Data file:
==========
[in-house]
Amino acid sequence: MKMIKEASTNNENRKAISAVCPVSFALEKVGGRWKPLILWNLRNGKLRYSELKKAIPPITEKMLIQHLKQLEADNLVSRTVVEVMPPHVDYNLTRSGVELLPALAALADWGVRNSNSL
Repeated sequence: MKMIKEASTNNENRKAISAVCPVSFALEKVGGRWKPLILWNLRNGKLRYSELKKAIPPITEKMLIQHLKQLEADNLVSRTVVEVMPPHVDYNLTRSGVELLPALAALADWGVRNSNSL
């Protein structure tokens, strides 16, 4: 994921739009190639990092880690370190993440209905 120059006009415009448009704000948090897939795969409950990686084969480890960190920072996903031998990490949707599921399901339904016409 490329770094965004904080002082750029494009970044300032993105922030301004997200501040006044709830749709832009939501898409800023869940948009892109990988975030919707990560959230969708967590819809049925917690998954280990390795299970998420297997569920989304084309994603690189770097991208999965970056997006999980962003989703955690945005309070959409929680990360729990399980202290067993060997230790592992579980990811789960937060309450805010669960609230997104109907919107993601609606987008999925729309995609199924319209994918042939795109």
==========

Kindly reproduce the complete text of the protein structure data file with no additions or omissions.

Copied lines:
[in-house]
Amino acid sequence: MKMIKEASTNNENRKAISAVCPVSFALEKVGGRWKPLILWNLRNGKLRYSELKKAIPPITEKMLIQHLKQLEADNLVSRTVVEVMPPHVDYNLTRSGVELLPALAALADWGVRNSNSL
Repeated sequence: MKMIKEASTNNENRKAISAVCPVSFALEKVGGRWKPLILWNLRNGKLRYSELKKAIPPITEKMLIQHLKQLEADNLVSRTVVEVMPPHVDYNLTRSGVELLPALAALADWGVRNSNSL
């Protein structure tokens, strides 16, 4: 994921739009190639990092880690370190993440209905 120059006009415009448009704000948090897939795969409950990686084969480890960190920072996903031998990490949707599921399901339904016409 490329770094965004904080002082750029494009970044300032993105922030301004997200501040006044709830749709832009939501898409800023869940948009892109990988975030919707990560959230969708967590819809049925917690998954280990390795299970998420297997569920989304084309994603690189770097991208999965970056997006999980962003989703955690945005309070959409929680990360729990399980202290067993060997230790592992579980990811789960937060309450805010669960609230997104109907919107993601609606987008999925729309995609199924319209994918042939795109």